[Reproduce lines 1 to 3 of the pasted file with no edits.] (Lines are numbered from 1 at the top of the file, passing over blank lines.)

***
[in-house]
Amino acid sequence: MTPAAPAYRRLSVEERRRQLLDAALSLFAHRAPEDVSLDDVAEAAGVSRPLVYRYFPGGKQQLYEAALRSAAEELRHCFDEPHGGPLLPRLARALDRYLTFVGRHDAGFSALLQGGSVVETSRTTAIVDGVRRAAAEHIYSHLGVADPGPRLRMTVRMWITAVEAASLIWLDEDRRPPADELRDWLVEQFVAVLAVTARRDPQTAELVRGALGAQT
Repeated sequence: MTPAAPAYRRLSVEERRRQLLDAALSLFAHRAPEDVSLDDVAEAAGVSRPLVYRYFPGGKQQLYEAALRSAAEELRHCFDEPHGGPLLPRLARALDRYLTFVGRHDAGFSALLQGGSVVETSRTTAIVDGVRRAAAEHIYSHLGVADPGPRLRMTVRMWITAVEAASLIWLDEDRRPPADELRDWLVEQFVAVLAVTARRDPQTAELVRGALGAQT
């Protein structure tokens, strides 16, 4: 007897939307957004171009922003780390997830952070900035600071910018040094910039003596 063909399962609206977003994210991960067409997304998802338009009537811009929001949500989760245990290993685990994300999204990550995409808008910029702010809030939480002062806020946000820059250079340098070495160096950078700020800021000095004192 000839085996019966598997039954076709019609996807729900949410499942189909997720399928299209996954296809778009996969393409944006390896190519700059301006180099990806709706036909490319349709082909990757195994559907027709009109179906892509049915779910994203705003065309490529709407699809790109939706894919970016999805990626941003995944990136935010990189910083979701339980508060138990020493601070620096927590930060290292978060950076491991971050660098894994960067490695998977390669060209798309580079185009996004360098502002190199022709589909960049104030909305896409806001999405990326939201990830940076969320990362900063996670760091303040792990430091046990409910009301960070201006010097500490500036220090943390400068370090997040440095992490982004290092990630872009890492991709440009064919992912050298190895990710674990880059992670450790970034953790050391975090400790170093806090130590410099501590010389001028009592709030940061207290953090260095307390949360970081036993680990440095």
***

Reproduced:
[in-house]
Amino acid sequence: MTPAAPAYRRLSVEERRRQLLDAALSLFAHRAPEDVSLDDVAEAAGVSRPLVYRYFPGGKQQLYEAALRSAAEELRHCFDEPHGGPLLPRLARALDRYLTFVGRHDAGFSALLQGGSVVETSRTTAIVDGVRRAAAEHIYSHLGVADPGPRLRMTVRMWITAVEAASLIWLDEDRRPPADELRDWLVEQFVAVLAVTARRDPQTAELVRGALGAQT
Repeated sequence: MTPAAPAYRRLSVEERRRQLLDAALSLFAHRAPEDVSLDDVAEAAGVSRPLVYRYFPGGKQQLYEAALRSAAEELRHCFDEPHGGPLLPRLARALDRYLTFVGRHDAGFSALLQGGSVVETSRTTAIVDGVRRAAAEHIYSHLGVADPGPRLRMTVRMWITAVEAASLIWLDEDRRPPADELRDWLVEQFVAVLAVTARRDPQTAELVRGALGAQT